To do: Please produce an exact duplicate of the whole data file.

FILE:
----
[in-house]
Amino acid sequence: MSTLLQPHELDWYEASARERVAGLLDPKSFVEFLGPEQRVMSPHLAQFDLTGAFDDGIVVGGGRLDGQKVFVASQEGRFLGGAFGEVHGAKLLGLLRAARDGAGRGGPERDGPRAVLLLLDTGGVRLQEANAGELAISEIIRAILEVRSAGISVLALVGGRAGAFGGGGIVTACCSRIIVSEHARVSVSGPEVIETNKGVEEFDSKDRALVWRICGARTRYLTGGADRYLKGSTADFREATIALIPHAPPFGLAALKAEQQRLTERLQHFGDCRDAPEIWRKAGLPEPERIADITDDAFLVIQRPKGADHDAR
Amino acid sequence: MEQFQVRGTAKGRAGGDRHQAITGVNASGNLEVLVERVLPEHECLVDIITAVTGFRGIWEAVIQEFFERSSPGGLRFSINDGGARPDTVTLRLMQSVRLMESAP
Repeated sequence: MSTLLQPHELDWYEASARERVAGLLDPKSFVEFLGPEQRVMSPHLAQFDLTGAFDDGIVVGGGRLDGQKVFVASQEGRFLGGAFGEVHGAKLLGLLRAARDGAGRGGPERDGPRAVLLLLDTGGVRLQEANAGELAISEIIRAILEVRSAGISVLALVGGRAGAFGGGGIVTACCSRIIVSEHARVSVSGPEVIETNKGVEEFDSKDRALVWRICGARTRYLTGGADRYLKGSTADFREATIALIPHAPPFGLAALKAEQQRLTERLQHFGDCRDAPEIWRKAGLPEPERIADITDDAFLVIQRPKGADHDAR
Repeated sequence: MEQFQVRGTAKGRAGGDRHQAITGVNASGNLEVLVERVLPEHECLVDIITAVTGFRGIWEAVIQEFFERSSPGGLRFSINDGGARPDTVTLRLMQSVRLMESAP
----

[in-house]
Amino acid sequence: MSTLLQPHELDWYEASARERVAGLLDPKSFVEFLGPEQRVMSPHLAQFDLTGAFDDGIVVGGGRLDGQKVFVASQEGRFLGGAFGEVHGAKLLGLLRAARDGAGRGGPERDGPRAVLLLLDTGGVRLQEANAGELAISEIIRAILEVRSAGISVLALVGGRAGAFGGGGIVTACCSRIIVSEHARVSVSGPEVIETNKGVEEFDSKDRALVWRICGARTRYLTGGADRYLKGSTADFREATIALIPHAPPFGLAALKAEQQRLTERLQHFGDCRDAPEIWRKAGLPEPERIADITDDAFLVIQRPKGADHDAR
Amino acid sequence: MEQFQVRGTAKGRAGGDRHQAITGVNASGNLEVLVERVLPEHECLVDIITAVTGFRGIWEAVIQEFFERSSPGGLRFSINDGGARPDTVTLRLMQSVRLMESAP
Repeated sequence: MSTLLQPHELDWYEASARERVAGLLDPKSFVEFLGPEQRVMSPHLAQFDLTGAFDDGIVVGGGRLDGQKVFVASQEGRFLGGAFGEVHGAKLLGLLRAARDGAGRGGPERDGPRAVLLLLDTGGVRLQEANAGELAISEIIRAILEVRSAGISVLALVGGRAGAFGGGGIVTACCSRIIVSEHARVSVSGPEVIETNKGVEEFDSKDRALVWRICGARTRYLTGGADRYLKGSTADFREATIALIPHAPPFGLAALKAEQQRLTERLQHFGDCRDAPEIWRKAGLPEPERIADITDDAFLVIQRPKGADHDAR
Repeated sequence: MEQFQVRGTAKGRAGGDRHQAITGVNASGNLEVLVERVLPEHECLVDIITAVTGFRGIWEAVIQEFFERSSPGGLRFSINDGGARPDTVTLRLMQSVRLMESAP